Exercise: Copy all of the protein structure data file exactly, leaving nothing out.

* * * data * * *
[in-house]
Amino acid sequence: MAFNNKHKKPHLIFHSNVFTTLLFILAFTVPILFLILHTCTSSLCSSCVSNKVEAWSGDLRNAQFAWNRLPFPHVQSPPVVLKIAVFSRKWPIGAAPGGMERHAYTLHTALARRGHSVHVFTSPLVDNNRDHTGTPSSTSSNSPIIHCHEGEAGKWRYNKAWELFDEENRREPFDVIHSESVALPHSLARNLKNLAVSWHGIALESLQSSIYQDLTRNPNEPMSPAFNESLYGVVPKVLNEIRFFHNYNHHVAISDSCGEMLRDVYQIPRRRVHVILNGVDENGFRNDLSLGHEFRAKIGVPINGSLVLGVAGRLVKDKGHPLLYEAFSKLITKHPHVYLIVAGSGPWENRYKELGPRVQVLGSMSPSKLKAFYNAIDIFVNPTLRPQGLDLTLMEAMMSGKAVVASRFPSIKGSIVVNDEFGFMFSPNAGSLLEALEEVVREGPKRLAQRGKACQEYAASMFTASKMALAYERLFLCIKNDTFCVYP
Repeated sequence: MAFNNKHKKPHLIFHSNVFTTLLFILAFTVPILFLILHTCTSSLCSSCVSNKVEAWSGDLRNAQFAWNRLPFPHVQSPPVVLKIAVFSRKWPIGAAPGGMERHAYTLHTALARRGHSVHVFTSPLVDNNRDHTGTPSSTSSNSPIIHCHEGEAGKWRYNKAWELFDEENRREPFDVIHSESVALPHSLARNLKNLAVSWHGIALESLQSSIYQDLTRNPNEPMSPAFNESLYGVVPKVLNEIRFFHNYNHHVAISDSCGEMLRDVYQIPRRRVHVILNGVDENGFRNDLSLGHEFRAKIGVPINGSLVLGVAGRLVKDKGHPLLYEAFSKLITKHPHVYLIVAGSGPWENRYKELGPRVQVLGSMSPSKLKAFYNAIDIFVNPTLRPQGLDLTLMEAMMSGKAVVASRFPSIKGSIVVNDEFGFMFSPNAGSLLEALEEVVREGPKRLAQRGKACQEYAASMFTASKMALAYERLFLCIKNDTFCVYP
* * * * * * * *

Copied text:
[in-house]
Amino acid sequence: MAFNNKHKKPHLIFHSNVFTTLLFILAFTVPILFLILHTCTSSLCSSCVSNKVEAWSGDLRNAQFAWNRLPFPHVQSPPVVLKIAVFSRKWPIGAAPGGMERHAYTLHTALARRGHSVHVFTSPLVDNNRDHTGTPSSTSSNSPIIHCHEGEAGKWRYNKAWELFDEENRREPFDVIHSESVALPHSLARNLKNLAVSWHGIALESLQSSIYQDLTRNPNEPMSPAFNESLYGVVPKVLNEIRFFHNYNHHVAISDSCGEMLRDVYQIPRRRVHVILNGVDENGFRNDLSLGHEFRAKIGVPINGSLVLGVAGRLVKDKGHPLLYEAFSKLITKHPHVYLIVAGSGPWENRYKELGPRVQVLGSMSPSKLKAFYNAIDIFVNPTLRPQGLDLTLMEAMMSGKAVVASRFPSIKGSIVVNDEFGFMFSPNAGSLLEALEEVVREGPKRLAQRGKACQEYAASMFTASKMALAYERLFLCIKNDTFCVYP
Repeated sequence: MAFNNKHKKPHLIFHSNVFTTLLFILAFTVPILFLILHTCTSSLCSSCVSNKVEAWSGDLRNAQFAWNRLPFPHVQSPPVVLKIAVFSRKWPIGAAPGGMERHAYTLHTALARRGHSVHVFTSPLVDNNRDHTGTPSSTSSNSPIIHCHEGEAGKWRYNKAWELFDEENRREPFDVIHSESVALPHSLARNLKNLAVSWHGIALESLQSSIYQDLTRNPNEPMSPAFNESLYGVVPKVLNEIRFFHNYNHHVAISDSCGEMLRDVYQIPRRRVHVILNGVDENGFRNDLSLGHEFRAKIGVPINGSLVLGVAGRLVKDKGHPLLYEAFSKLITKHPHVYLIVAGSGPWENRYKELGPRVQVLGSMSPSKLKAFYNAIDIFVNPTLRPQGLDLTLMEAMMSGKAVVASRFPSIKGSIVVNDEFGFMFSPNAGSLLEALEEVVREGPKRLAQRGKACQEYAASMFTASKMALAYERLFLCIKNDTFCVYP